Vascular Plants of North Carolina
Account for Dragon's-mouth - Arethusa bulbosa   L.
Members of Orchidaceae:
Only member of Arethusa in NC.
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Section 5 » Order Orchidales » Family Orchidaceae
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DistributionWidely scattered in the Mountains, though only known from Alleghany, Ashe, Avery, Henderson, and Transylvania counties; it is historical now from Ashe and Henderson counties, if not one or two of the others. It also historically was found in the Piedmont in Forsyth County.

This is a Far Northern species, ranging across much of Canada (Lab. to Sask.), but sparingly south to the north-central US. It reaches as far south as PA and northern IL, and in the Appalachians to northwestern SC. Apparently it has never been found in WV, KY, or TN.
AbundanceVery rare and of precarious existence in the Mountains, and presumed gone from the western Piedmont. The species, as are many of our orchids, has declined in the state, though it has always been rare. It is a State Endangered species.
HabitatIn NC, it is essentially limited to bogs, in full or partial sun. It can rarely be found in seepage swamps (under a canopy).
PhenologyBlooms in May and June, and fruits shortly afterwards. When in bloom, there are no leaves present; the single leaf develops just as the capsule develops.
IdentificationThis unique species, the only member of its genus, is another orchid that has a flowering scape with no leaves along it. The scape averages 6-12 inches tall, and it is topped usually by a single quite large and spectacular flower, often 1.5-2 inches high. The bright rose (to occasionally pink) petals and sepals, each curved forward to straight up, serve as "ears" of the "dragon", and the purple and white, fringed lip that curves downward like a tongue serves to give the overall appearance of the flower as a dragon's head. Thus, when the plant is in bloom, it is very difficult to overlook. After blooming, a single grass-like leaf grows from the base; it is often 6 inches long, but it is barely noticeable in a bog setting. Though when in flower it clearly catches your eye, sadly nearly all rose or pink orchid flowers in a bog or seepage swamp in the state will be those of Rose Pogonia (Pogonia ophioglossoides) or Tuberous Grass-pink (Calopogon tuberosus). The species is so rare that you are highly unlikely to find a new population in the state.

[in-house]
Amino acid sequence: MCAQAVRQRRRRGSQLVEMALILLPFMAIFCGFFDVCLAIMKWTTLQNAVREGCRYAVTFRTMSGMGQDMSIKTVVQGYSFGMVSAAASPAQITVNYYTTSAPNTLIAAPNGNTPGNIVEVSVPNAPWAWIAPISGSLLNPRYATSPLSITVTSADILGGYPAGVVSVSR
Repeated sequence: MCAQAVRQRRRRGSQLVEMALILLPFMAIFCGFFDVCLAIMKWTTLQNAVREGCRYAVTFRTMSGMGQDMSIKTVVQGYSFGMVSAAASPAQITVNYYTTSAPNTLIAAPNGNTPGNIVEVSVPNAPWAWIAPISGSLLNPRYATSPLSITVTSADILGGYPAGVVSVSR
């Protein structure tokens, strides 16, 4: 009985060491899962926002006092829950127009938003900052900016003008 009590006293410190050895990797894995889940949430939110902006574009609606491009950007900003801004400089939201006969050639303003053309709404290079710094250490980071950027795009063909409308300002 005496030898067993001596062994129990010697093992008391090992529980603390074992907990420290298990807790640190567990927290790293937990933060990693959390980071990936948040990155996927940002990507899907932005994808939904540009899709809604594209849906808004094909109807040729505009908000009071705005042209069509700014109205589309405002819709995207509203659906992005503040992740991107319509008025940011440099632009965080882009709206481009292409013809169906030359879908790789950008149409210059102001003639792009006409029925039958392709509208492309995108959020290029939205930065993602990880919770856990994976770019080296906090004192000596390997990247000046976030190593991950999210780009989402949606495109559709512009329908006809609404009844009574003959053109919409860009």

Taxonomic CommentsNone

Other Common Name(s)Bog-rose, Arethusa. Many references use "Dragon's Mouth", without a hyphen, but that clearly is incorrect grammar; "mouth" is not a plant group name.
State RankS1
Global RankG5
State StatusE
US Status
USACE-agcpOBL link
USACE-empOBL link
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B.A. SorriePhoto taken 1983 on Martha's Vineyard, MA in natural interdune cranberry bog. Photo_non_NCPhoto_non_NC
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